Marrakech is an enchanting must see, known for its narrow winding streets that call for adventure, a labyrinth of souks, mysterious snake charmers, locals singing and dancing – not understanding a word that leaves their mouth. You are left mesmerised in the heart of the city Djemma El Fna, the charm echoes through the Medina with the peaceful call to prayer.
The endless variety of craftsmanship from leather goods to coloured silks, baskets, spices and oils make the Marrakech souks the largest in Morocco and are world famous for the most exotic place to shop.
The vibrant culture captivates the city that doesn’t sleep, surprisingly you find yourself sipping mint tea in the early hours of the morning with multilingual locals that keep you fascinated with their historic Berber tales.
But who are these Moroccan Berbers that the City speaks of?
The roots of the Berber culture reach deep down into Morocco’s proto-history. Berbers are proud raiders, they fought against the Romans, Arab, and French invaders. Despite the Romans and others who have attempted to colonize the Berber people, they have managed to preserve their own language and culture.
I wanted to know more, see more and feel more of this culture, so we set out to the historic Berber village, it felt as if we stepped back into time as we climbed up the narrow (non-existent) pathway lined with clay houses, set to the backdrop of the majestic Atlas mountains which we tirelessly hiked, every step of the way was marked with prevailing silence from the awe of our surroundings. The awe continued as we rode the camels into the sunset of the captivating Sahara Desert where we were hosted by Berbers, entertained by Berbers, dressed like Berbers, ate food made by the Berbers and lived a night without all our comforts as Berbers.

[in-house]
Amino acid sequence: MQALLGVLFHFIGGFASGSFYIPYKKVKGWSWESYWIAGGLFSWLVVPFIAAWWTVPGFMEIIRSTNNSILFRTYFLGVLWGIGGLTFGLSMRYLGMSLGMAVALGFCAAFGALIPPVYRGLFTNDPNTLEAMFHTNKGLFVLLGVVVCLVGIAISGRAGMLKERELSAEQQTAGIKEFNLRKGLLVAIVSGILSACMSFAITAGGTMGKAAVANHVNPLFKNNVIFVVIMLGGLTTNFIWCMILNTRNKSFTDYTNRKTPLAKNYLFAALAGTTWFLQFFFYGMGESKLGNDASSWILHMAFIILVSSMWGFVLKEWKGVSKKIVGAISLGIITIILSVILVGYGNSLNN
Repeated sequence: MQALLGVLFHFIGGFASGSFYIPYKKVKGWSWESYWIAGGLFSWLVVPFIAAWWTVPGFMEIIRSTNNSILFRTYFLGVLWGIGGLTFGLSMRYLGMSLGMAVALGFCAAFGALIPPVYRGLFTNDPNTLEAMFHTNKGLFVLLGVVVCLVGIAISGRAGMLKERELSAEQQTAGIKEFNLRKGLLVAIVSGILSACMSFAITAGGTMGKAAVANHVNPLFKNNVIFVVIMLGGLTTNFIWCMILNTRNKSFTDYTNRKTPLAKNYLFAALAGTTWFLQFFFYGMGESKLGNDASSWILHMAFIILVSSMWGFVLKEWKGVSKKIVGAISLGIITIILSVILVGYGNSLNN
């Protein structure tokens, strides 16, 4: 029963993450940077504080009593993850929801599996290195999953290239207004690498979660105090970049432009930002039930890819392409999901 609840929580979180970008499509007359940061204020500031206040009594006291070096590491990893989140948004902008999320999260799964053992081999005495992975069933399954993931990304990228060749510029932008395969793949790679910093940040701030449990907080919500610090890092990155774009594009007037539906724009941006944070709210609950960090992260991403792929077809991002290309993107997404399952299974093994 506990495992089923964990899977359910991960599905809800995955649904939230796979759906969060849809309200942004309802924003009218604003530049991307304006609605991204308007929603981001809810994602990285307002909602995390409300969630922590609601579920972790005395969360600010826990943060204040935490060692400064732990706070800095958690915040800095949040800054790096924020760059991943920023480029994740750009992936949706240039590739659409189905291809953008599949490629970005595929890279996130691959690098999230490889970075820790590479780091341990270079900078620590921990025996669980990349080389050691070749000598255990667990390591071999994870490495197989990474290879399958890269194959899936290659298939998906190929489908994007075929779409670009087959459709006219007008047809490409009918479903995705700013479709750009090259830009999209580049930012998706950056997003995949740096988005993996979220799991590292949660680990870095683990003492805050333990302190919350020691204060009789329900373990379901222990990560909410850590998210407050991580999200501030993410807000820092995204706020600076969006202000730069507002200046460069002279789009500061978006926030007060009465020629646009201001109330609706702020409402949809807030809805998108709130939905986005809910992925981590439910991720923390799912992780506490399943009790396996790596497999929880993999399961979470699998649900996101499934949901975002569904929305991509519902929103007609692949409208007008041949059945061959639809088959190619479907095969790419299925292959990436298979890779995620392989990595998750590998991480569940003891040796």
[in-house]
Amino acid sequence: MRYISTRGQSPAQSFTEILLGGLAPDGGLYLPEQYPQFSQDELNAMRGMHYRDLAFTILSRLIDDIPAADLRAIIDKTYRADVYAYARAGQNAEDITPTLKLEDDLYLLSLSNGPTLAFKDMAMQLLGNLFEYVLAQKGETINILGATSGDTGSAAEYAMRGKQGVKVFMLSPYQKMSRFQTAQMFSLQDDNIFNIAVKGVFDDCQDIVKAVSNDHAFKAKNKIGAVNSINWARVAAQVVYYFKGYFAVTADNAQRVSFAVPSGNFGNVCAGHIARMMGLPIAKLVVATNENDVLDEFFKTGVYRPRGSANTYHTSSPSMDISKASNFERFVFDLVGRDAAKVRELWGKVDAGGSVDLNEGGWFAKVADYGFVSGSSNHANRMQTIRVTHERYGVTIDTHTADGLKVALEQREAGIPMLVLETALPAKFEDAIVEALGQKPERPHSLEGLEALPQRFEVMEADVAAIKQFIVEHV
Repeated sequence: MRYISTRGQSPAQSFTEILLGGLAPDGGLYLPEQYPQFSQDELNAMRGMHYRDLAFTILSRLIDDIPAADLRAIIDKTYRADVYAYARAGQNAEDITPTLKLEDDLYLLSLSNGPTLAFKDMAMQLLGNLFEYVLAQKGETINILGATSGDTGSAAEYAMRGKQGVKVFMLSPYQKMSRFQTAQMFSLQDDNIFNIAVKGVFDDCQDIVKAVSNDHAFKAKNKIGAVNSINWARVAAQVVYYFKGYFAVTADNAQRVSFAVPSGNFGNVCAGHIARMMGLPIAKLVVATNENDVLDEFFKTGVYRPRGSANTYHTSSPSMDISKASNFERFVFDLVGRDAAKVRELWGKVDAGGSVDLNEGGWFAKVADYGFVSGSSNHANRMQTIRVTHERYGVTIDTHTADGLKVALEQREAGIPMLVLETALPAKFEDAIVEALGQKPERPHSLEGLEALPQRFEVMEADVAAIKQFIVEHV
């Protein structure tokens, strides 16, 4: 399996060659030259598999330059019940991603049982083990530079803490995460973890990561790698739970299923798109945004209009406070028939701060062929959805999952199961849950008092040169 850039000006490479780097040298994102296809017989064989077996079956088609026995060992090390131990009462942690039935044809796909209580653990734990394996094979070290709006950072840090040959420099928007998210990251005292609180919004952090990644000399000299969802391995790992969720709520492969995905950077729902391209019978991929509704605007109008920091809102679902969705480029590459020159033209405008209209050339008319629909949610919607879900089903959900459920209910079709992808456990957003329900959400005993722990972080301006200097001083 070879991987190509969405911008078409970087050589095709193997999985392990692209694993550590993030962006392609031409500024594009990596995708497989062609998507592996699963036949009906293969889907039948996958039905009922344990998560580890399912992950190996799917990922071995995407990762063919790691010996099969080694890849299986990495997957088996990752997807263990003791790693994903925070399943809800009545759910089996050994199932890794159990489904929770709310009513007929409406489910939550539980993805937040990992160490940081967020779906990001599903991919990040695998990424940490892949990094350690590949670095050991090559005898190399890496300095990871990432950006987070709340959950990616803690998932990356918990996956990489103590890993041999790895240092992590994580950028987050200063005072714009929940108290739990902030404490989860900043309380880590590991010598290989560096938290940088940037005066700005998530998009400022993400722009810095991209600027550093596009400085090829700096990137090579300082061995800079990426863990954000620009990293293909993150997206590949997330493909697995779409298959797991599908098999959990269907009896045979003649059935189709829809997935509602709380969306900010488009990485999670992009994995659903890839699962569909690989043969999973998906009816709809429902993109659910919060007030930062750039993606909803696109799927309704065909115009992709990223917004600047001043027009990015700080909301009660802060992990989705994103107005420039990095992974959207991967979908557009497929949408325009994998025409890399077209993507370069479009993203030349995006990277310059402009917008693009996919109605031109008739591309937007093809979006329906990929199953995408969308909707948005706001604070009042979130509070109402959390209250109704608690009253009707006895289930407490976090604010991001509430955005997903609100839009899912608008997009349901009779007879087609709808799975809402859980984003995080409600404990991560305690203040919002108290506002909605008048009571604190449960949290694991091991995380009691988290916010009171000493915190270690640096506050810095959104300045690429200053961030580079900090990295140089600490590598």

When I set off on this travel I kept asking why it was that these people, who had also visited the vibrant city of Marrakech chose to live in their villages with no electricity, running water, paved roads or schools. Children have to walk for five hours to get to Tilmi, the nearest village with a school. All food is home grown and clothes home stitched.
The more I spoke and stayed with the villagers I understood that they illustrated a phenomenally strong link with their land that leaving it would be betrayal to their identity. They were proud, happy people with a sense of community, hospitality, sharing food (no matter how little they had) and a specific relationship with spirituality.
As we rode the camel’s back into the sunrise, it marked a new day, a new thought – ‘WHAT IS A BETTER LIFE?’
As a true Brit I entered the foreign land assuming that these people were less fortunate, required aid, and had been left so far behind. Yet they embraced the fortune that we disconcertingly map out and treat as a destination rather than a way of life.
Their imperishable happiness and the way in which their wise eyes looked at me left me with one question –
Who really is better off? Is an easy life necessarily a better life?
Written by Sameera Rafiq